Tech & Science Robots compete in their own Olympics ski tournament, capture our hearts

14:47  13 february  2018
14:47  13 february  2018 Source:   The Verge

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In a tournament aptly called “Edge of Robot : Ski Robot Challenge,” eight robotics teams from research universities, institutes, and a private company The 2018 Winter Olympics : all the tech and updates from the world’s biggest games in Pyeongchang. Robots compete in their own Olympics

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This year’s Winter Olympics in Pyeongchang is working overtime to showcase Korean robotics technology, featuring robots to clean, guide visitors, drill through a wall to pass on the Olympic torch, and now, compete in ski tournaments.

  Robots compete in their own Olympics ski tournament, capture our hearts © Reuters

In a tournament aptly called “Edge of Robot: Ski Robot Challenge,” eight robotics teams from research universities, institutes, and a private company competed for a $10,000 prize to see which robot could ski down the slopes and race to the finish line the fastest while avoiding obstacles.

  Robots compete in their own Olympics ski tournament, capture our hearts © Reuters

The tournament took place at an 80-meter alpine skiing course at Welli Hilli Ski Resort, an hour away from the games in Pyeongchang. With record-low temperatures affecting robot functionality, many of the robots tumbled down through much of the course. Normally, this would have been devastating to watch with real athletes who have trained years for their big moments, but with robots donning child-sized outfits and skis, it was hilarious and endearing.

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By signing up, you agree to our Privacy Policy and European users agree to the data transfer policy. This Article has a component height of 12. Robots compete in their own Olympics ski tournament , capture our hearts .

  Robots compete in their own Olympics ski tournament, capture our hearts © Reuters

To qualify, robots had to fit the requirements of a humanoid robot, such as being able to stand on two legs and having joints resembling elbows and knees. They also had to be a minimum of 50 centimeters tall, which is probably why the little fella that won was so short. KAIST’s Taekwon V, named after a Gundam-like robot from the eponymous Korean children’s cartoon, was the smallest of all the robots at just 75 centimeters tall.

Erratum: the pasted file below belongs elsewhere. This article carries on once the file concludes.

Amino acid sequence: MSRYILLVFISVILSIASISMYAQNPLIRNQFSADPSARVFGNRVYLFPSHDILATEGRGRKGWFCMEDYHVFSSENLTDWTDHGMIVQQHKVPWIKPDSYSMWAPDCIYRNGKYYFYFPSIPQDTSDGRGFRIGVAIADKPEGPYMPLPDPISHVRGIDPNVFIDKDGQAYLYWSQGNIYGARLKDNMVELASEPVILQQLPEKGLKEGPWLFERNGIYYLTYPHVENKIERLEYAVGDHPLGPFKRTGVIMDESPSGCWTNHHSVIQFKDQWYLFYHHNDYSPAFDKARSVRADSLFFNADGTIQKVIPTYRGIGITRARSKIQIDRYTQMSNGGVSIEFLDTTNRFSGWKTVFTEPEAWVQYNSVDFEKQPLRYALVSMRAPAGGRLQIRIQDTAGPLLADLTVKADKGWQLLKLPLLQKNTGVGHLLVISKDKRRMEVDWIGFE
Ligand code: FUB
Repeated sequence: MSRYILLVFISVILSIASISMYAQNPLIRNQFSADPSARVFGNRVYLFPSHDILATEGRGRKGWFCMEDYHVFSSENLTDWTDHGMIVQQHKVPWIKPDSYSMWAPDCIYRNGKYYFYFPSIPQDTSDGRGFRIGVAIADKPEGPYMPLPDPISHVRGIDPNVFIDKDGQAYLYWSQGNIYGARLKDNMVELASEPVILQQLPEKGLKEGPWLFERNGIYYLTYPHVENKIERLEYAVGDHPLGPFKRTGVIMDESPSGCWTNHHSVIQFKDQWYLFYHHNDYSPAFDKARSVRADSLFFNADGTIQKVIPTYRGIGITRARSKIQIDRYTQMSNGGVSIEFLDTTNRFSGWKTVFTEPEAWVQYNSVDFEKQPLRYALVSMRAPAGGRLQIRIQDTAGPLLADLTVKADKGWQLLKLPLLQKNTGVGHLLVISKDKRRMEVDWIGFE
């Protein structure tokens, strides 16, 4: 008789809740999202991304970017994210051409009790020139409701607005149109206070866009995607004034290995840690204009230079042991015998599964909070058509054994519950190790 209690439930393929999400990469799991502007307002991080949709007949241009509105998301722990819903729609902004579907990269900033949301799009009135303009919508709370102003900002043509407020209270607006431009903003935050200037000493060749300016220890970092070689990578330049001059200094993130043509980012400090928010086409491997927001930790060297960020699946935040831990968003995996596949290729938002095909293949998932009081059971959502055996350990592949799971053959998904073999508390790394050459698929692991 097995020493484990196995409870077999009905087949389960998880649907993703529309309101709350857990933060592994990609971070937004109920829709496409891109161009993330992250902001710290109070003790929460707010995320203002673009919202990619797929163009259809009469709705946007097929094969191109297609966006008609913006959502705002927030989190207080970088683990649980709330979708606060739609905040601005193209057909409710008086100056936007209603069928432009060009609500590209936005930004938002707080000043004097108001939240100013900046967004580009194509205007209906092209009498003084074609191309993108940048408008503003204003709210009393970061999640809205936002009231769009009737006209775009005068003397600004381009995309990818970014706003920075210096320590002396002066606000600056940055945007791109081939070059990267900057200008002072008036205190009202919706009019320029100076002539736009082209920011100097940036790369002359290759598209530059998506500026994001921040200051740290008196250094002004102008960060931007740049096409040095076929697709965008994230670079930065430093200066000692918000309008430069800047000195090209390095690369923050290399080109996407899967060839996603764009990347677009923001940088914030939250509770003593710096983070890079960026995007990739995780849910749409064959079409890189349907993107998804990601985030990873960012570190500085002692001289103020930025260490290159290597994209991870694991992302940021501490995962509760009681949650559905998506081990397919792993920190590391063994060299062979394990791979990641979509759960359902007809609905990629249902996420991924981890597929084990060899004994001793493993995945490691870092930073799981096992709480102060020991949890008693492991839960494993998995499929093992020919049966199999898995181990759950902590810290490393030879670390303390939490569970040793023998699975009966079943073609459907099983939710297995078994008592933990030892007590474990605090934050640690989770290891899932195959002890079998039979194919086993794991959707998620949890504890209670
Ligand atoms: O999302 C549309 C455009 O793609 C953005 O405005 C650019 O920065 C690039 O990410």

Here’s a video from its makers, MiniRobot Corp, that shows what the robot is seeing and how its camera sensors are set to specifically avoid the blue-and-red flagpoles:

The Facebook page for the event includes stats for each of the robots, like the fact that one of the robots, named Diana, was completed with the help of crowdfunding. Look through the contestants and choose your fighter, including stout boys like Taekwon V and big boys like Rudolph (both written in Korean):

a group of people standing in the snow © Provided by The Verge Follow us on Facebook, and on Twitter

Controversy as Christie disqualified from 1000m .
There has been huge controversy in Pyeongchang as infamously unlucky Team GB speed skater Elise Christie has been disqualified from the 1000m heats. The Scotswoman has endured an excruciatingly painful time in South Korea thus far, crashing out of both the short track event in the final, and the 1500m in the semi final. Christie, 27, was questionable to compete until the moment her race went off, given her exit from the rink after her 1500m mishap being atop a stretcher. Despite being taken to hospital, it was determined she would be allowed to compete for her final chance at an Olympic medal in Pyeongchang. Despite being littered with world records, European and World championship medals, Christie remains without a medal in the Winter Olympics. A heart-stopping start saw Christie clip an opponent’s blade and fall, but the referees saw fit to restart the race. At the second-time of asking Christie got round safely to apparently qualify in second position in her heat, but on post-race review the officials determined the GB skater had partaken in an illegal manoeuvre.

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